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oped letters & comments
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Our businesses are
suff ering enough
BY RICHARD LEE
are the backbone of
our economy. One
would think that
with the pandemic,
the city would
do everything in its
power to help our
small businesses survive. Yet, as businesses
face hurdle aft er hurdle, the city
has instead taken this opportunity to
issue needless fi nes as a mechanism to
Mr. K., who wanted to remain anonymous,
owns a restaurant in Murray
Hill, Queens. His restaurant was forced
to remain closed for in-person dining
in the early months of the pandemic.
Yet, instead of worrying about losses,
he donated hundreds of meals to frontline
When the mayor announced outdoor
dining, he spent thousands of dollars
to set up his outdoor structure, making
sure he complied with stated guidelines.
When the Department of Transportation
stopped by, they even remarked how
great of an outdoor dining setup he had.
However, aft er operating for several
weeks, the Fire Department stopped
by for an inspection and indicated that
his structure violated fi re code, issued
him violations and forced him to take
down the structure immediately. Mr.
K.’s experience isn’t isolated. Other
business owners have exclaimed similar
Our city has major fi nancial problems;
we get that. But it shouldn’t be trying
to balance its own budget on the backs
of small businesses. Small businesses
should not be getting hit with violations
and fi nes without the chance to resolve
the infractions that they had no idea
about in the fi rst place. Th ere needs to be
an opportunity for corrective measures
rather than burdensome fi nes.
Th ere also needs to be open lines of
communication and clearer standards
for our businesses to meet. Small businesses
should know what’s allowable and
what’s not from the get-go and not be
forced to pay fi nes or close because one
city agency said one thing while another
agency said something diff erent. Th e
mayor needs to immediately form an
inter-agency task force on small business
that will create a uniform set of
standards for small businesses to follow
amidst this pandemic, and moving forward.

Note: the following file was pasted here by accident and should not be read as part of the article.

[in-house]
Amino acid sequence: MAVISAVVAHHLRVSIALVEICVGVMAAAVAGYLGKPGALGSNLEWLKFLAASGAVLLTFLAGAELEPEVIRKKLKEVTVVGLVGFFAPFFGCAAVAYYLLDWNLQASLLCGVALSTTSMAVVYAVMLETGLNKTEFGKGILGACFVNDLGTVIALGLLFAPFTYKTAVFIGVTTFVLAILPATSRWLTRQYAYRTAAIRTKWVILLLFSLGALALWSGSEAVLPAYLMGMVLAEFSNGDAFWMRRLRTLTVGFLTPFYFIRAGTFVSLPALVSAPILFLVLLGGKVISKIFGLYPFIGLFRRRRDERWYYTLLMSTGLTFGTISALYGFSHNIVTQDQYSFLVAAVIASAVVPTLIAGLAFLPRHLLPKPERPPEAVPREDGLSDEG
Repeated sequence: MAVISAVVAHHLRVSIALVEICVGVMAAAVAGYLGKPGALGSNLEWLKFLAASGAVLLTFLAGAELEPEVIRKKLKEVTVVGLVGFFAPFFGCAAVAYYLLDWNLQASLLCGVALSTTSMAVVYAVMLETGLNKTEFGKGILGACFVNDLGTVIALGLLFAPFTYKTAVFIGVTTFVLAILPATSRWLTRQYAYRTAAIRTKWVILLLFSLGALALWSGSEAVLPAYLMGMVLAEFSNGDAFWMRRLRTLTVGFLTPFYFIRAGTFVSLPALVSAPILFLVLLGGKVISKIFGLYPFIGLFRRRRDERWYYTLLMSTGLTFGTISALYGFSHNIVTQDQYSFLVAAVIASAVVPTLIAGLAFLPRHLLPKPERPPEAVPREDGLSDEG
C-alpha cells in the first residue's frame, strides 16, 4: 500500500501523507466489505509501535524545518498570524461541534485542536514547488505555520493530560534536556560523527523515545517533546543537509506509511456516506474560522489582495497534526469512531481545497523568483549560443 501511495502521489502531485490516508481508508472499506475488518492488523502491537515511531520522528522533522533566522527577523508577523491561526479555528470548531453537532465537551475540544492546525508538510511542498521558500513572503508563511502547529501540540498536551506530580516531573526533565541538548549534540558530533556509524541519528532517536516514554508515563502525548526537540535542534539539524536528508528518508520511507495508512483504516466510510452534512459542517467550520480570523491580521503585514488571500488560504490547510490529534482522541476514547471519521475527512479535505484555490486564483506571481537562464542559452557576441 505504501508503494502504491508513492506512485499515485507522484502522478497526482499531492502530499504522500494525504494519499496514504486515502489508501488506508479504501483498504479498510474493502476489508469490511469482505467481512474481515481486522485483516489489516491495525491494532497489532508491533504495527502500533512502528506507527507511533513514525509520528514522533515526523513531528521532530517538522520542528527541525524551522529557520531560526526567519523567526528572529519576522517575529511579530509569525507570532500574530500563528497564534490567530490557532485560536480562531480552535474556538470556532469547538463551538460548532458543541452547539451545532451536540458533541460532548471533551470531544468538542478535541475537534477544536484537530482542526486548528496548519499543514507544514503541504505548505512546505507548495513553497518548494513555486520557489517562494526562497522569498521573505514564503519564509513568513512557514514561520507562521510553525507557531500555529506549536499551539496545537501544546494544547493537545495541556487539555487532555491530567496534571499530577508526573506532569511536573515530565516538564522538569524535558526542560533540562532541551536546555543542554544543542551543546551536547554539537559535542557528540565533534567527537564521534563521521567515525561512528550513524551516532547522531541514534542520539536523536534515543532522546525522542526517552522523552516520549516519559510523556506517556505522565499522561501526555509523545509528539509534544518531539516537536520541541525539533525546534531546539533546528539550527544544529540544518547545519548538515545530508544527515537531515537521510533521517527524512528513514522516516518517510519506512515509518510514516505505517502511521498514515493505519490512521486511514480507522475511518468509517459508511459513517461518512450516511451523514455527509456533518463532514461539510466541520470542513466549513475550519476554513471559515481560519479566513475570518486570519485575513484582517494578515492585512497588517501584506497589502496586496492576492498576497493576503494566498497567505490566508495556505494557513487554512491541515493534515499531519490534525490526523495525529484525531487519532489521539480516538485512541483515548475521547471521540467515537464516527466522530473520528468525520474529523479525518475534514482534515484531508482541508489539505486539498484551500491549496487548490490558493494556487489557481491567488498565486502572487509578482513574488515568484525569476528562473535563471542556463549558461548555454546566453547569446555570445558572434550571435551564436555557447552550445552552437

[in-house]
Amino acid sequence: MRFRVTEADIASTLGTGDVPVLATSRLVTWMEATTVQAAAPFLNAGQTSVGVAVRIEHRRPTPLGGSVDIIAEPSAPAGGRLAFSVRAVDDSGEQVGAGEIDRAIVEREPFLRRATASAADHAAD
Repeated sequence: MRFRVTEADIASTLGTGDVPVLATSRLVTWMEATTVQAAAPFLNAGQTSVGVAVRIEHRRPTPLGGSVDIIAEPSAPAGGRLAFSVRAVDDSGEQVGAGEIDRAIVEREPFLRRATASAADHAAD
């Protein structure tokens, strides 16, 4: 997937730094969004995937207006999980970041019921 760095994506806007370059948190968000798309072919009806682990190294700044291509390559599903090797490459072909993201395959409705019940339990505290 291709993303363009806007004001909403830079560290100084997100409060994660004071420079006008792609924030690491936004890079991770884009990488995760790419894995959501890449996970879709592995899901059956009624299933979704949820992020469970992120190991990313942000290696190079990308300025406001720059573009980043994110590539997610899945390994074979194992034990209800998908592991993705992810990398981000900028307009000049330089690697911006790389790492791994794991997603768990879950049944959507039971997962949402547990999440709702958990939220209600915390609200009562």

We can, and must, do better if the
small businesses we all love are going
to get through this and continue to be a
part of rebuilding the Queens economy.
Th ey deserve it.
Richard Lee is a candidate for the City
Council in the 19th District. He currently
serves as Budget Director for the Queens
Borough President. He and his wife also
operate a small business in Queens.
GIVING THANKS TO THOSE
WHO HELP OTHERS
During this season of gratitude, I want
to off er my heartfelt thanks to all our
neighbors who make helping others a
priority in their lives. Th eir commitment
to service takes on added signifi cance as
our communities face this global pandemic
I extend a special salute to our region’s
health care heroes who continue to sacrifi
ce so much to help our region get
through this crisis.
Daily I am humbled by our Red Cross
volunteers, who share themselves to help
the most vulnerable prepare for and
recover from life-changing disasters —
like fi res, fl oods and building collapses
— locally and nationally. Th is year,
following historic wildfi res out West
and relentless hurricanes along the Gulf
Coast, many traveled far from home to
deliver hope and help to thousands of
Th ank you to our partners who share
with us a common purpose and community
spirit that extends our reach
and helps connect more individuals with
critical humanitarian support.
And thank you to our supporters who
allow the Red Cross to deliver emergency
relief 24/7, 365 days-a-year.
Wishing you all a happy and safe
Th anksgiving. Let’s continue to look out
for one another.
Mary Barneby, Regional CEO,
American Red Cross in Greater NY
Th ere are other options which MTA
Chairman Pat Foye should consider
regarding a solution to the $12 billion
shortfall, besides asking Washington for
a second CARE COVID-19 in the same
amount. (“Biden’s election bodes well for
MTA,” op-ed by Patrick J. Foye, Nov. 19)
Within the 1953 master agreement
between NYC and NYC Transit are
escape clauses. NYC has the legal right
to take back at any time control of its
assets. Th is includes the subway and bus
In 1953, the old NYC Board of
Transportation passed control of the
municipal subway system — including
all its assets under a master lease and
operating agreement — to the newly created
NYC Transit Authority. NYC owns
the NYC Transit subway and bus system.
MTA is the management company
hired to run it.
Why has the MTA not asked City Hall,
their boss, rather than Washington for
a second $12 billion bailout to avoid a
40 percent threatened reduction to bus
and subway service? Ditto for Albany
to avoid a 50 percent cut to LIRR service.
Albany provides the MTA signifi -
cant annual funding under the Statewide
Transportation Operating Assistance
Why hasn’t the MTA asked Governor
Cuomo, state Senate Majority Leader
Andrea Steward Cousins and state
Assembly Speaker Carl Heastie to
increase their contributions?
Washington, via Federal Transit
Administration grants, riders via farebox
and motorists via tolls, continue to
pay their fair share. Uncle Sam did even
more by providing $3.9 billion under the
fi rst CARE COVID-19 aid package.
Taxpayers and businesses contribute
via property transfer and mortgage
recording taxes in NYC, fees for licenses,
motor vehicle registration and auto
Actions speak louder than words. It
is time for City Hall and Albany to pay
their respective fair shares as well.
Larry Penner, Great Neck